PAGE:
Why BTECs should not be replaced by T levels

BTECs are popular and serve a different purpose to T levels - both should exist together, say two college principals

BTECs vs T levels: The two qualifications complement each other, argue two college principals

This year, BTEC results day was a real celebration for post-16 learners up and down the country. Thousands received their level 3 qualifications and will now take those BTECs with them to the next stage of their lives: some will head off to further study, including university, others will go into the workplace – armed with valuable vocational and work-place skills learned during their studies. We send them all our best wishes, and strongly believe that they are now well placed to succeed in whatever they choose to do.

It was heartening to see such a broad range of media coverage of the day. We’re used to being overshadowed by A-level results day, despite the fact that nearly a quarter of a million learners were awarded BTECs this year.


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Finally, we’re seeing a wider media recognition that A levels aren’t for everyone, and that for many students, BTECs and other vocational qualifications represent the best progression path for them. Without these qualifications, many simply would not make the progress needed to succeed.

T levels: the end of BTECs?

That’s why, amid all the celebrations, we really hope that these celebrations continue in future years.

The Department for Education has just finished the first stage of its consultation on the future landscape for level 2 and 3 technical qualifications, ahead of the introduction of T levels next September.

We are deeply concerned that, in a commendable effort to focus on high-quality technical education, the government may be preparing to sweep away a large number of existing qualifications, like BTECs, in the mistaken belief that the new T-level qualifications present an improved but otherwise like-for-like replacement.

T levels aren't not for everyone 

We do support T levels. Many colleges are preparing to offer them in the near future and we like the way in which they have been developed in consultation with the sector. For some young people, who know exactly what field they want to work in, a T level will be the right option for them.

But we have concerns about the way in which they will operate in practice. For many current BTEC and vocational students, a T level will be impossible to study. The requirement of work experience, while absolutely right in principle, will be a challenge to deliver in some areas, given the need for employers to offer such a large volume of placements.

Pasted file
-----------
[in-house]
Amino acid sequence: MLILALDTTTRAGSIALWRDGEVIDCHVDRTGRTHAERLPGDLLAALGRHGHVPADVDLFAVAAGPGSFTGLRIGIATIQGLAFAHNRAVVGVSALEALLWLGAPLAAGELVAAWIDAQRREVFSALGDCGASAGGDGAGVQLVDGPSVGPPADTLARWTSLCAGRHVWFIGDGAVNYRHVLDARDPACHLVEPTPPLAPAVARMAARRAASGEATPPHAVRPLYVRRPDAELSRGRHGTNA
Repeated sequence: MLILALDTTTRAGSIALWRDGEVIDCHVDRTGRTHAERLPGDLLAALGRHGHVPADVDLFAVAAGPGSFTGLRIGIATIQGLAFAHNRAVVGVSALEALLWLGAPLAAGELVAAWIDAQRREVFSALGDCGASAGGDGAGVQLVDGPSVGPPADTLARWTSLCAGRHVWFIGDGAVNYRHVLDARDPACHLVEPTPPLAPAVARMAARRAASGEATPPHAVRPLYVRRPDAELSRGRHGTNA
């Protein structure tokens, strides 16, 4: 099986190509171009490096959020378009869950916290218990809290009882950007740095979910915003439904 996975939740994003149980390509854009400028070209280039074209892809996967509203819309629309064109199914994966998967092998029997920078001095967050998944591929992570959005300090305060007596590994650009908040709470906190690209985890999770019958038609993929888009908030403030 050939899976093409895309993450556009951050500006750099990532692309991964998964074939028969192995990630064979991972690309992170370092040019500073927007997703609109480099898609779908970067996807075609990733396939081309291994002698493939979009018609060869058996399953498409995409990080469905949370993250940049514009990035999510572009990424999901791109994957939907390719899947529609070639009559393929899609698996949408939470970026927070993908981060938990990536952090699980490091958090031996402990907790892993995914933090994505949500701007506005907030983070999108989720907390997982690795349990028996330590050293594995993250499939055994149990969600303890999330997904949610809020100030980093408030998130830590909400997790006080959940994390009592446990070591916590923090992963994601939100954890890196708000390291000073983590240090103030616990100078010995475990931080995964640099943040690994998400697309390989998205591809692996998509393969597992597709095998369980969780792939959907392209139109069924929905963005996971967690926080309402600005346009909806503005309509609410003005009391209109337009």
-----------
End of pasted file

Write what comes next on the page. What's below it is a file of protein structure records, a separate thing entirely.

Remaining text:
The size of the qualification also means that many of our students won’t be able to combine study with part-time work – for some of them, that is the only way they can continue in any form of learning.

Adult education and BTECs

It is easy to forget that many of the learners at FE colleges are adults, with financial obligations and children to provide for. Adult learners are dedicated and ambitious – that is why they have gone back to college to upskill – but there is no realistic possibility that working mums and dads will be able to do a minimum of 45 days unpaid work to secure a qualification.

That’s why we’ve been making the argument for a while now, including to the government and to our local MPs, that the introduction of T levels ought not to come at the expense of BTECs and other applied general qualifications.

T levels and applied generals serve two different – but complementary – purposes. A modern, choice-led education system for our post-16 learners ought to be able to offer both, as well as the academic route of A levels, and apprenticeships.

So we urge the new secretary of state, Gavin Williamson, to continue to celebrate the achievements of BTECs and other vocational qualifications, and to recognise that for nearly a quarter of a million learners in the UK, BTECs and applied generals are the best route to progress in life.

We also ask him to listen to the overwhelming feedback from the sector – from the government’s own qualifications regulator, Ofqual, as well as from the Association of Colleges, the Sixth Form Colleges Association, and the Association of School and College Leaders, as well as the voices from principals such as ourselves – and not make last month’s celebrations one of the last BTEC results days.

Jatinder Sharma OBE is the principal and chief executive at Walsall College and Ali Foss is the principal at Queen Mary’s College, Basingstoke 

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